West Education Campus Residency
December 11, 2020
When I join the first online session for my writing residency with West Education Campus, a handful of fifth graders are already on, talking to their teachers Ms. Wolf and Ms. Snell about the new video game they’re enjoying. The moment I pop into an online class always feels like a bit like magic. One second I’m sitting alone in my writing studio and the next second—POOF!—I’m in the middle of a room full of people, except we’re all still in our own homes!
Immediately, the students make me smile and feel lucky to be here. I love kid energy, and the teachers are radiating enthusiasm and curiosity, too.
In preparation, Ms. Wolf has written that the fifth graders have been studying extended metaphors and have just read Walt Whitman’s poem about Abraham Lincoln’s death: O Captain! My Captain! So, after the remaining students arrive and we get started, I introduce a metaphor of my own. “When I was your age,” I tell them, “I was a big chicken.”
We spend the next ten minutes sharing our fears. I confess mine and hear some of theirs, including closing your eyes while shampooing because there could be a demon in the faucet.
The surprised looks when I tell them that I was scared of writing isn’t surprising. Lots of people think that writing must come easily to writers. “You can really want to do something and still be afraid to do it,” I say, and I see lots of nods. It happens when you’re trying to learn something new or trying to do something difficult, whether it’s in music, sports, or schoolwork.
We talk about the idea that we each have a negative inner voice that talks to us and discourages us. You can’t, the voice says. You’ll make a mistake. You won’t be good at this!
That inner voice is the dragon of fear. Lately I’ve been calling my inner negative voice Grunkle. Grunk for short. I show the students my writer’s notebook in which I have a sketch of Grunk. A chimera—half woman and half dragon.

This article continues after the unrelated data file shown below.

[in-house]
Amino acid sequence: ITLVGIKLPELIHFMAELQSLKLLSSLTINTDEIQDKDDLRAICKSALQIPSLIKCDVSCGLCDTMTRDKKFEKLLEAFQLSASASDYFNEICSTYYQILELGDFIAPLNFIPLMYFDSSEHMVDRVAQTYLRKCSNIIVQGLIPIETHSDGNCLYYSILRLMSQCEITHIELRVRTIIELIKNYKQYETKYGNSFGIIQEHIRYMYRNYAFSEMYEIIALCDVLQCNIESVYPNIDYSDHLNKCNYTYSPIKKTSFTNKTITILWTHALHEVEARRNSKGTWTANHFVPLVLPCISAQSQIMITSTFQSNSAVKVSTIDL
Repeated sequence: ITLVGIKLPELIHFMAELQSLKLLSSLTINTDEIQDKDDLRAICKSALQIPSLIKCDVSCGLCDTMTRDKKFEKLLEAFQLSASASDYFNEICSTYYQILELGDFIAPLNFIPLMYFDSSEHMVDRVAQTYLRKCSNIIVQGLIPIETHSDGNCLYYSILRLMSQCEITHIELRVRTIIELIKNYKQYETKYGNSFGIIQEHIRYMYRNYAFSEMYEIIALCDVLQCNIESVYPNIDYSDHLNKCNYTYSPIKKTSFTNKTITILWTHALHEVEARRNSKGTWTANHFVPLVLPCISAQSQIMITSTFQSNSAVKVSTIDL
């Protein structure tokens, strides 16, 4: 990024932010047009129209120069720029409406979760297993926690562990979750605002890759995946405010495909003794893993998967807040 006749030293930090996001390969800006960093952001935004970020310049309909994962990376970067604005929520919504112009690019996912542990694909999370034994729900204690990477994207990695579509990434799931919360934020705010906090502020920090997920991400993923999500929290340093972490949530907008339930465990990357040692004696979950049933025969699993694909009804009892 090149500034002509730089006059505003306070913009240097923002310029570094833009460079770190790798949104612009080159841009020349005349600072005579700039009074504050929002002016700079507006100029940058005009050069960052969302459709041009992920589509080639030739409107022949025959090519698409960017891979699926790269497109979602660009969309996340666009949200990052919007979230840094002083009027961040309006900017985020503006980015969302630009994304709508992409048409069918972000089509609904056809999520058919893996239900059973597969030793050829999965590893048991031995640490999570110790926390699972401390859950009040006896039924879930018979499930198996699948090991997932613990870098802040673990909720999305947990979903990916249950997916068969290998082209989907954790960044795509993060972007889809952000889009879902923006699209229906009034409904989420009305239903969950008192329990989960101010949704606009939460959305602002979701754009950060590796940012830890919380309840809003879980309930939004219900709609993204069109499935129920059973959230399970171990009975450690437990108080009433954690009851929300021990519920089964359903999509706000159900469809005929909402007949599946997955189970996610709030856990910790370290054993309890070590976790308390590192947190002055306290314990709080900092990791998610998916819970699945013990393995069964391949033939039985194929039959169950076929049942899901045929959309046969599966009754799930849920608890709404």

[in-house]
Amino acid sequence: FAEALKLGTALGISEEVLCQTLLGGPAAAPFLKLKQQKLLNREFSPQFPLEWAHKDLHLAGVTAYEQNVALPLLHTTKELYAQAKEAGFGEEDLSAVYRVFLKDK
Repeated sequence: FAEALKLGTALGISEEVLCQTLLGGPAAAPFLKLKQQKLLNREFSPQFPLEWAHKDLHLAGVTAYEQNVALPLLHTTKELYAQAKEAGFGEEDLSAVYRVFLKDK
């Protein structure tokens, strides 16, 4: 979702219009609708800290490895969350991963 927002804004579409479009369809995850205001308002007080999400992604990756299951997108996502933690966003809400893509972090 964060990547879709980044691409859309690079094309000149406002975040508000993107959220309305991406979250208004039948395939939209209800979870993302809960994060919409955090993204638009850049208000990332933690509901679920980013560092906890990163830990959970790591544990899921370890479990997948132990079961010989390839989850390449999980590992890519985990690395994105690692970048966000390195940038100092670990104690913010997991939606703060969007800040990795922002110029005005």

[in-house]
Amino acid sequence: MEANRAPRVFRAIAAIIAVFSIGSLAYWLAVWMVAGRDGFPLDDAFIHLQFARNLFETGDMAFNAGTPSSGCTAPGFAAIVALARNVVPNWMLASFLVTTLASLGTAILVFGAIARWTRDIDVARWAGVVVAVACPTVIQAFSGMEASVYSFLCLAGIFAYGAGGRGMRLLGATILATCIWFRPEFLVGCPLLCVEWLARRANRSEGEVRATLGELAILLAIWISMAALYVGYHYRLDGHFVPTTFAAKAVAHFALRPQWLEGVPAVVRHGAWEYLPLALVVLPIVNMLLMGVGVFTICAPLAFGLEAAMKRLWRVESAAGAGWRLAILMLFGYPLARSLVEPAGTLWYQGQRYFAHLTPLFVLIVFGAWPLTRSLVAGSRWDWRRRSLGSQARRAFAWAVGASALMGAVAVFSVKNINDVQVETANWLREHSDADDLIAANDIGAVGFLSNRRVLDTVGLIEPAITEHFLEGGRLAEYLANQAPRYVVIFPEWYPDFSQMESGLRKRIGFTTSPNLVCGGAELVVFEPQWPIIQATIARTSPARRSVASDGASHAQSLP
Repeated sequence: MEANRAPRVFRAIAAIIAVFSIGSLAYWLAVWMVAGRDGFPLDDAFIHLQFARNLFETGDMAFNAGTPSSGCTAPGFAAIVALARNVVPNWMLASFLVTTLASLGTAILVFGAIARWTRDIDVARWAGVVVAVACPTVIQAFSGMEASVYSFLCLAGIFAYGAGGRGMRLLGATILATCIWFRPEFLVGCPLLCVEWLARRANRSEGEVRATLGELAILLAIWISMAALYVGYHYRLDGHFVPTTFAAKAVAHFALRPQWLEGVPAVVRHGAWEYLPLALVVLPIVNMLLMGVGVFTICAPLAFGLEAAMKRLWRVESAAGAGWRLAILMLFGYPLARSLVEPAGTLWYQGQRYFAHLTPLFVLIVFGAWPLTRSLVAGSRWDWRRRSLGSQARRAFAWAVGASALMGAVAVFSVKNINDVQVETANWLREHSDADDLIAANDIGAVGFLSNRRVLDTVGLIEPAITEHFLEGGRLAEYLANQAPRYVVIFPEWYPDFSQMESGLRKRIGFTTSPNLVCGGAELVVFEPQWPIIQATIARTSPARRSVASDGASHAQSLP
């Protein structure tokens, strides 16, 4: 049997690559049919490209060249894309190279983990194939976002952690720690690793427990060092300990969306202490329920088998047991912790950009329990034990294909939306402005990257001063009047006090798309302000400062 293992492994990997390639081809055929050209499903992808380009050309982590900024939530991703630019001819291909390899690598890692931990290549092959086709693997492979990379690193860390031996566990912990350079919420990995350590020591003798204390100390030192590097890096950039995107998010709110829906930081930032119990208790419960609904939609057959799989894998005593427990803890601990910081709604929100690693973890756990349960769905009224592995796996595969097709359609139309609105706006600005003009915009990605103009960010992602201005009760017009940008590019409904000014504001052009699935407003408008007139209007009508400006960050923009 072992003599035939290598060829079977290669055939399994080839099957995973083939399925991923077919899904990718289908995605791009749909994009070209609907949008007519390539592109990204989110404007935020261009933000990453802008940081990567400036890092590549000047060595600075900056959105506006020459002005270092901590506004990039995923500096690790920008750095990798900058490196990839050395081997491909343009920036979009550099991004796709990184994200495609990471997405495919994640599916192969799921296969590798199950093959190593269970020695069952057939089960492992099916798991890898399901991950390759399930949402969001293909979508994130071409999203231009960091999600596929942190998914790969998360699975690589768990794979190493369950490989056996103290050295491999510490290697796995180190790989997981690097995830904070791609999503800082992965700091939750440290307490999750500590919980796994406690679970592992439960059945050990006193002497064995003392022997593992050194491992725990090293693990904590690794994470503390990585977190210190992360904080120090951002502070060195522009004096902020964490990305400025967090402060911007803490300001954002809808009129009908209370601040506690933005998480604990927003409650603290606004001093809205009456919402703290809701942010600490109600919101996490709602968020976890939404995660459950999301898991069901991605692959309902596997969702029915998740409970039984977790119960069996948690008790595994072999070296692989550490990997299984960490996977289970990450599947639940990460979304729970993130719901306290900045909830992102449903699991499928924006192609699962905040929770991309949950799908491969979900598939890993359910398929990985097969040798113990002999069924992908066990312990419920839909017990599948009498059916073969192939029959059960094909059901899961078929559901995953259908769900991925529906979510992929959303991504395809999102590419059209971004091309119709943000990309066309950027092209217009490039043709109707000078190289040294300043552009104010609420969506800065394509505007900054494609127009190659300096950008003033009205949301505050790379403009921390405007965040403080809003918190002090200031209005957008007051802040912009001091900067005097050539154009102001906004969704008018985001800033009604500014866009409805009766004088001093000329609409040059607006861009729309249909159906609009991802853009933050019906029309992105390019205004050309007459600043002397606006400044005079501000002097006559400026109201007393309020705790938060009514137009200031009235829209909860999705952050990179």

Inspired by Elizabeth Gilbert’s book Big Magic, I have also written a note to Grunk, firmly telling the dragon to leave me alone, and I share the note with the kids. The idea is that you have to acknowledge your fear is there and then you can choose to overcome it.
I also show how I made a Grunk out of stiff paper that I folded at the bottom so that she can stand up on my desk. Humor is helpful in overcoming fears and anxieties. So when I’m feeling especially anxious, I can act out my power over Grunk. Sometimes I flick her off my desk, or stick her face down under a heavy book or literally blow her away. Sorry, Grunk, but I’m not listening to you now, it’s time to create!
Of course, I always rescue Grunk in the end because I like having this prop to help me write.
(Students, take a look at how much better my final Grunk is compared to my initial sketch. Revising a first draft, whether you’re drawing or writing, is how you improve.)
During question-time at the end, one student prefaces his by saying it isn’t really a question. I love to hear comments because they help me to discover what’s going on in students’ minds. He reveals that he’s thinking about how I described my fear and he’s thinking that maybe my desire to want to be good at writing even if writing can be hard and scary pushes me in a good way. Overcoming fear can make you stronger.
Yes! Yes! That blows me away.
I cannot wait until our next meeting. Most of my day is spent writing. It’s like I’m alone at sea in a little boat. How lucky I am that this big ship is going to pull up once a month with all the students and their teachers on deck, waving at me and saying, “Come aboard, Mary Amato! Time to sail with us!”
My West Education Campus Fifth Grade Writing Residency is supported by An Open Book Foundation. I’ll be posting a once-per-month essay about the experience between December 2020 and May 2021.